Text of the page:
Prior to the very first Wild Bird Protection Act of 1880 there were few restrictions on what could be shot, and old Snowden found that everything could earn him a few pennies on the markets at Leeds and York. He shot bitterns, dippers, kingfishers, fieldfares, skylarks, and even rare spotted crakes, and sold them to taxidermists, stuffed birds being popular ornaments in Victorian times, but these provided but small bonuses. His main quarry was the many thousands of wildfowl that fed on the Ings each winter, and he would leave home in his punt at dusk and return in the cold grey morning with the boat laden from keel to gunwhale with dead birds.

His records are incomplete but between 1890 and 1907, from his punt alone he shot 5,355 birds. Incredibly, on one occasion he managed to kill 44 ducks – 24 of them mallard and the rest wigeon – with a single blast of lead shot. Another feat was the bagging of 18 snipe – one of the most difficult quarries of all – with consecutive shots.

You can understand why he was such a prolific killer when you see photographs of the great artillery he deployed against the wildfowl of Derwent Ings. He had a collection of 28 guns, many of them huge by normal standards and kicking like a mule when fired. The giant in his armoury was a 10ft-long muzzle loader weighing 140lb, which threw out 18 ounces of lead shot each time he pulled the trigger.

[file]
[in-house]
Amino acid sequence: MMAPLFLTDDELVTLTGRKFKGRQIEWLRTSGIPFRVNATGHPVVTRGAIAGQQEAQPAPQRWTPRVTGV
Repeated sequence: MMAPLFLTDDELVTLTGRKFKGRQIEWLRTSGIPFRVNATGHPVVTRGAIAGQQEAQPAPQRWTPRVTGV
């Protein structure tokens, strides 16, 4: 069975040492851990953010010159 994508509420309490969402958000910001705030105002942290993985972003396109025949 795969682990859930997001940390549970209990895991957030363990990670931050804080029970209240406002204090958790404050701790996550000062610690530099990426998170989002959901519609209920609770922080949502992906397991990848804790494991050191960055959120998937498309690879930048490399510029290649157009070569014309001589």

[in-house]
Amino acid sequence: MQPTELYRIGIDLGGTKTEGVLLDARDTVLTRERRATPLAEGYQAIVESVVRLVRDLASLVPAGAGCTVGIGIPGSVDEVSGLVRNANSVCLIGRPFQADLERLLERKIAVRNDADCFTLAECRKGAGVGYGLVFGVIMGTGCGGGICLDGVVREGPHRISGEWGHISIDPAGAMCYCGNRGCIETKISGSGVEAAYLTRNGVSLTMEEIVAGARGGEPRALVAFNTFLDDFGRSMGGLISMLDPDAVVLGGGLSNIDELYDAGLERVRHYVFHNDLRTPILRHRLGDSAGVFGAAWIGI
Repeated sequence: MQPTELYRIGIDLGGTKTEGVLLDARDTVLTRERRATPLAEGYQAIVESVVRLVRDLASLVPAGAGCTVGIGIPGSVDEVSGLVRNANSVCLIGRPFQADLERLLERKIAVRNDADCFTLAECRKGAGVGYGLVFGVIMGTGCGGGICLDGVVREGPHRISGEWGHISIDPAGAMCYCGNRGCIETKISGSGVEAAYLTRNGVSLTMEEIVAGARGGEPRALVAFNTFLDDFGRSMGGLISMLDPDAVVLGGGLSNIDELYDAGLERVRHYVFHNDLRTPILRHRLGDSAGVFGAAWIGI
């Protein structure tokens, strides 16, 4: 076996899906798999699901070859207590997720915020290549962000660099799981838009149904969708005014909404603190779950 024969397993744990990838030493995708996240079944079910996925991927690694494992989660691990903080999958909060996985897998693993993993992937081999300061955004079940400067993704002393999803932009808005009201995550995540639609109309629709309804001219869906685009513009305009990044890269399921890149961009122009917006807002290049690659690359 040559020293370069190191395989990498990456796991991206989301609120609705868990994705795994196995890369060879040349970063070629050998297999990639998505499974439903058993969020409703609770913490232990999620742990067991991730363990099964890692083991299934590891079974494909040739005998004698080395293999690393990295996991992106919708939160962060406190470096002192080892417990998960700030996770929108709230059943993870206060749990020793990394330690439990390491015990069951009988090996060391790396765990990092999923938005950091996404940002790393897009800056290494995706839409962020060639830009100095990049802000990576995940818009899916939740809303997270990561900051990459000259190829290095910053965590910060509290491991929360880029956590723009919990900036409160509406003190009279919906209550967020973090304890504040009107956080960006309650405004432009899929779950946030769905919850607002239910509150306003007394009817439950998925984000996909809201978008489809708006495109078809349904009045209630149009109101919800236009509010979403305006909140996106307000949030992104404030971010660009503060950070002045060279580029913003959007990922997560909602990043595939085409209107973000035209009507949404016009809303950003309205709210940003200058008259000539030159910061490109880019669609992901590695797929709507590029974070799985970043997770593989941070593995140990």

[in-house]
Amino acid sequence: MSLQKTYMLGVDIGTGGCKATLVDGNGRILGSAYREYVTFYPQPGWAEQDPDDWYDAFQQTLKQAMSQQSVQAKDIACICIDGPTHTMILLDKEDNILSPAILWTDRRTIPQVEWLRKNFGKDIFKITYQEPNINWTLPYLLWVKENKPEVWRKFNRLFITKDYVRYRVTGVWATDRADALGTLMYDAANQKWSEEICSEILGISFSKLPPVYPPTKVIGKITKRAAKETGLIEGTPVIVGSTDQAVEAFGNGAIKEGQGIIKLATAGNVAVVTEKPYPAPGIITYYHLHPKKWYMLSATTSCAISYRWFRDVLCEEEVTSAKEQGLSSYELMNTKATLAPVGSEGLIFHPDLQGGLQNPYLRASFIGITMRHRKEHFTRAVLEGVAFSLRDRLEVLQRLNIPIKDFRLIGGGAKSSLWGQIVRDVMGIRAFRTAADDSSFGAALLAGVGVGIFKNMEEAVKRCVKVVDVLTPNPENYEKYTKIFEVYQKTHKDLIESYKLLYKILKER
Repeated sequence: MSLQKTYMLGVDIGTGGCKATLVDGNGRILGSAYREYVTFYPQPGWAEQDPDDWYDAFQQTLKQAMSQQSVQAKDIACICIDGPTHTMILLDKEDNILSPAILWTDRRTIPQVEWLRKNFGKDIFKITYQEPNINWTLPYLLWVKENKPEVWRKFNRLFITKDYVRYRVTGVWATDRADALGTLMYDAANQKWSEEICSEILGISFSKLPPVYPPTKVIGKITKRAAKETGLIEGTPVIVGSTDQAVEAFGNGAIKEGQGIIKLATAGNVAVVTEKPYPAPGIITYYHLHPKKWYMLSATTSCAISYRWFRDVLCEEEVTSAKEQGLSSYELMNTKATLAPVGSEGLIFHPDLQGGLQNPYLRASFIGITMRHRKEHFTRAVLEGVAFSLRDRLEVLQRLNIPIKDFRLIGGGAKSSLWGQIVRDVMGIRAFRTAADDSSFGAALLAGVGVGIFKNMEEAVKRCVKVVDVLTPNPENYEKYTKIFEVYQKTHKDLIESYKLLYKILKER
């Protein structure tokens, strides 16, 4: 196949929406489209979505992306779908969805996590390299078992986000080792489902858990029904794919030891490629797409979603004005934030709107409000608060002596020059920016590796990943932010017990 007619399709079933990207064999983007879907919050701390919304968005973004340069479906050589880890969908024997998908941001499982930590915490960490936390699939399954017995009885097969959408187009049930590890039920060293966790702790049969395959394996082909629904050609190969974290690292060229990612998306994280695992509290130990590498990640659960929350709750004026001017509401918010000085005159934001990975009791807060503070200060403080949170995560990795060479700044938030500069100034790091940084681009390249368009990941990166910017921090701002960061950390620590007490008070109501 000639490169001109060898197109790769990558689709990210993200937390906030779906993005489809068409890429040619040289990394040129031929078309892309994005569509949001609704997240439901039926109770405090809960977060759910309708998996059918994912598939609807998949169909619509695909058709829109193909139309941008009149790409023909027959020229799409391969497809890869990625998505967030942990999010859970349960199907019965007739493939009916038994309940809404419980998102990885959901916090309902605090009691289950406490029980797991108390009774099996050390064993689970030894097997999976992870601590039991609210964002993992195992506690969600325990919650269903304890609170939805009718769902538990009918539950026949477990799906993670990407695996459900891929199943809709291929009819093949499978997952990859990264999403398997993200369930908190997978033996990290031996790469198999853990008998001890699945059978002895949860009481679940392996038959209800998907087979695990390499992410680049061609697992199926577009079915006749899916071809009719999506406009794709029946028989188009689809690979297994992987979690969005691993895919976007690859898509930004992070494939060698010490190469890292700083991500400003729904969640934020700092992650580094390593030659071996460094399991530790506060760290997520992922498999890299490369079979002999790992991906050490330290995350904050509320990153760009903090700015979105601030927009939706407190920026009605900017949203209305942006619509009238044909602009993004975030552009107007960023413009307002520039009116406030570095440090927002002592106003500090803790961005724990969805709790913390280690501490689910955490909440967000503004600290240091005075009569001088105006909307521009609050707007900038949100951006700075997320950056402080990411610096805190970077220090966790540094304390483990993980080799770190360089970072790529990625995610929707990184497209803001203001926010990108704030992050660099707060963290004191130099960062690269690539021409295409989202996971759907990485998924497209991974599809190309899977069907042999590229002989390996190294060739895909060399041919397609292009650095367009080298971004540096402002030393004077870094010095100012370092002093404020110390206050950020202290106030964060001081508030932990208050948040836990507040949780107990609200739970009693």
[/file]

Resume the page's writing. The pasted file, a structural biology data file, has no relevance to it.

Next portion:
The heaviest guns were mounted horizontally in his 17ft-long punt, specially designed for shooting in the flooded fields. Its draft was only four inches, enabling Slights to follow ducks and geese into the shallowest water. He would lie flat on his stomach, as did his gundog – made deaf by countless fusillades – and stealthily propel the punt using two slender shafts of wood known as "creeping sticks" until he found ducks and geese feeding at ground or water-level.